The US Food and Drug Administration (FDA) approved ramucirumab (Cyramza; Eli Lilly) for the treatment of patients with advanced stomach cancer or gastroesophageal junction adenocarcinoma, which mostly affects older adults. Ramucirumab is an angiogenesis inhibitor that blocks the blood supply to tumors and is intended to be used in patients with unresectable cancer or with metastatic stomach cancer after receiving chemotherapy with a fluoropyrimidine- or a platinum-containing agent. This is the first FDA-approved therapy for patients with stomach cancer who have already received chemotherapy.
“Although the rates of stomach cancer in the United States have decreased over the past 40 years, patients require new treatment options, particularly when they no longer respond to other therapies,” said Richard Pazdur, MD, Director of the Office of Hematology and Oncology Products in the FDA’s Center for Drug Evaluation and Research. “Cyramza is a new treatment option that has demonstrated an ability to extend patients’ lives and slow tumor growth.”
Ramucirumab was approved under the FDA’s priority review program, and was also granted an orphan drug status, because it is intended to treat rare conditions.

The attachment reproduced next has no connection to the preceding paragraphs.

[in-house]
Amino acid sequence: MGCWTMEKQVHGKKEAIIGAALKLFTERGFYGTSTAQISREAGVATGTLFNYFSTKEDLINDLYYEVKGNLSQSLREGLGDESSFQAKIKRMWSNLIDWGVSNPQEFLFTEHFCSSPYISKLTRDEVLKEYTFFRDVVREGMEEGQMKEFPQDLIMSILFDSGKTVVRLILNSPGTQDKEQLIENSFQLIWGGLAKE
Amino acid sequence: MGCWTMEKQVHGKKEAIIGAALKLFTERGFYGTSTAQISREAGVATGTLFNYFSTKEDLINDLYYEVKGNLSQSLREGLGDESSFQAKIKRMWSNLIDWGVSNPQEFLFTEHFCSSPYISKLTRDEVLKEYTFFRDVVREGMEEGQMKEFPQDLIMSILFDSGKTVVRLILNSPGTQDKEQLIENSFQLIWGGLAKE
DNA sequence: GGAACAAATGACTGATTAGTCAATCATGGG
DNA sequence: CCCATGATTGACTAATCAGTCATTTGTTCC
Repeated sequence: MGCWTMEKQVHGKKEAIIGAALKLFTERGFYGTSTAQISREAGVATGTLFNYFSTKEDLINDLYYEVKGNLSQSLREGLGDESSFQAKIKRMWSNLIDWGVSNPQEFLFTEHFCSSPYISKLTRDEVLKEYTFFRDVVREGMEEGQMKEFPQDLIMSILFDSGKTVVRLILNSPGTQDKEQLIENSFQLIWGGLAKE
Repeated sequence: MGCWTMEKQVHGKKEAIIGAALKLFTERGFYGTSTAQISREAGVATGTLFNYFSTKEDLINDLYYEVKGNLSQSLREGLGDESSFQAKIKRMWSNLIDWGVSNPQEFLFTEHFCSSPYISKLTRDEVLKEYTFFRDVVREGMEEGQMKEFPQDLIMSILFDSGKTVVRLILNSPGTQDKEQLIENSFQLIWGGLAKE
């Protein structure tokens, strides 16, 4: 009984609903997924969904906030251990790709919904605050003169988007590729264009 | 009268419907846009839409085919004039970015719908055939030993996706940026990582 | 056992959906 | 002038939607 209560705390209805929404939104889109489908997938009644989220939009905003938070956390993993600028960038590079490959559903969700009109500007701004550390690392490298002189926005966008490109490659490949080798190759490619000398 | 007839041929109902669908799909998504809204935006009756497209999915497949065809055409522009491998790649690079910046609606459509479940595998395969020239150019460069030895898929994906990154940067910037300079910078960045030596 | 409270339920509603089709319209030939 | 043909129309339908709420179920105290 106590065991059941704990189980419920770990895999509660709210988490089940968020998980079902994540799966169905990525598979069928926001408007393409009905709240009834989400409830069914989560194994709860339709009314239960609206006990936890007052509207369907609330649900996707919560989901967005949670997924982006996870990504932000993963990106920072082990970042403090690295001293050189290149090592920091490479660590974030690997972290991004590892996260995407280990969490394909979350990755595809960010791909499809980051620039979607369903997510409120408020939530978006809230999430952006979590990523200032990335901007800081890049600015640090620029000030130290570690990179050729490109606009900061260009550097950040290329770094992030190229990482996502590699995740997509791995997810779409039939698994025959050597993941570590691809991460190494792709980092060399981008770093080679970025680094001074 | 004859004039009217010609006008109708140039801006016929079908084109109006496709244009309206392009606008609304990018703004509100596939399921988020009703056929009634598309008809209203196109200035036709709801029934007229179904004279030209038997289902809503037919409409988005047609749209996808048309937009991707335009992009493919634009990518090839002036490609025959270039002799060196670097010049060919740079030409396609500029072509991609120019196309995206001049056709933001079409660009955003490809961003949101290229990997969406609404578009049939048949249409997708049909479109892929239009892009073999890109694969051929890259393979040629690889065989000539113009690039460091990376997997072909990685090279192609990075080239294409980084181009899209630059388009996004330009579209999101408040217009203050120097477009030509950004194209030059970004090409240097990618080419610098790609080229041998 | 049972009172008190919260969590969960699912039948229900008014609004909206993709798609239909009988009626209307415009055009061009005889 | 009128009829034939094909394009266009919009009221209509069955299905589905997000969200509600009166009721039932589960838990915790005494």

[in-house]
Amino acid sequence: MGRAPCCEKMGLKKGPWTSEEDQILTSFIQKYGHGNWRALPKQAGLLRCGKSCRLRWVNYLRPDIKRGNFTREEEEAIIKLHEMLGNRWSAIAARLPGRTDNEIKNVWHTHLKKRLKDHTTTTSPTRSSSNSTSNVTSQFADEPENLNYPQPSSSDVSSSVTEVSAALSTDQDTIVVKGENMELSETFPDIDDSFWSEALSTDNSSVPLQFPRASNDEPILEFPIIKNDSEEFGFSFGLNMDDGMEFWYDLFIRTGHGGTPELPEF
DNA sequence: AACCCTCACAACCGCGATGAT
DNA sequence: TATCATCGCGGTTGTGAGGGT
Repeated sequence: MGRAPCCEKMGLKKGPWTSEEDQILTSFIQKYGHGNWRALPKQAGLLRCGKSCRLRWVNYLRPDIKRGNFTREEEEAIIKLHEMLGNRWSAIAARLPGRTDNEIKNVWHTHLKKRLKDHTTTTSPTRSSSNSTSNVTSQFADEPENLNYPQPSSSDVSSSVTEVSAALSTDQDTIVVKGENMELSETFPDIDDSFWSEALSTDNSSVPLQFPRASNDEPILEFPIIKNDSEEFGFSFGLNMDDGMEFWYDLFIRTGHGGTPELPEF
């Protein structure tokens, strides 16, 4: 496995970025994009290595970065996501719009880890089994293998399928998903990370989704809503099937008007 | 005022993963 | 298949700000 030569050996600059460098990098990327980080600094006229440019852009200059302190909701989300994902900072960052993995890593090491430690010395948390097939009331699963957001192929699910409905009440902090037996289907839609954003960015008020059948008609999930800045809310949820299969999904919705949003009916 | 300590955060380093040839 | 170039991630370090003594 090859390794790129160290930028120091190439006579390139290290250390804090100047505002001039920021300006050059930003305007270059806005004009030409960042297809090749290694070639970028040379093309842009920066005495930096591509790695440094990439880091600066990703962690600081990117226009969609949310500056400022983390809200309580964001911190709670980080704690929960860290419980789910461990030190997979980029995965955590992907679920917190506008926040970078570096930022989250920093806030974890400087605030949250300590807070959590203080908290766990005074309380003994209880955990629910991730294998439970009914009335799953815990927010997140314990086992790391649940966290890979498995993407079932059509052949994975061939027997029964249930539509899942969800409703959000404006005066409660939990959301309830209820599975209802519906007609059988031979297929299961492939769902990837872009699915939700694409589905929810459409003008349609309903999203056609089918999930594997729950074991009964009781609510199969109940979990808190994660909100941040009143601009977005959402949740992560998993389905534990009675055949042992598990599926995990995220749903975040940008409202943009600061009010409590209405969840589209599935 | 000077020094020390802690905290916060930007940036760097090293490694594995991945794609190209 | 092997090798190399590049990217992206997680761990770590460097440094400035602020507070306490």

The safety and efficacy of ramucirumab were demonstrated in a clinical trial of 355 patients with unresectable or metastatic stomach or gastroesophageal junction cancer. Patients were randomized to ramucirumab (66%) or to placebo (34%). The main end point was overall survival (OS). The median OS was 5.2 months with ramucirumab compared with 3.8 months with placebo (P <.001). Ramucirumab also improved patients’ progression-free survival compared with placebo. A second trial comparing ramucirumab plus paclitaxel versus paclitaxel alone also showed an OS improvement with the addition of ramucirumab.
Common adverse events reported with ramucirumab in clinical trials include diarrhea and high blood pressure. The recommended dose of ramucirumab is 8 mg/kg every 2 weeks, administered over 60 minutes until disease progression or unacceptable toxicity. (April 21, 2014)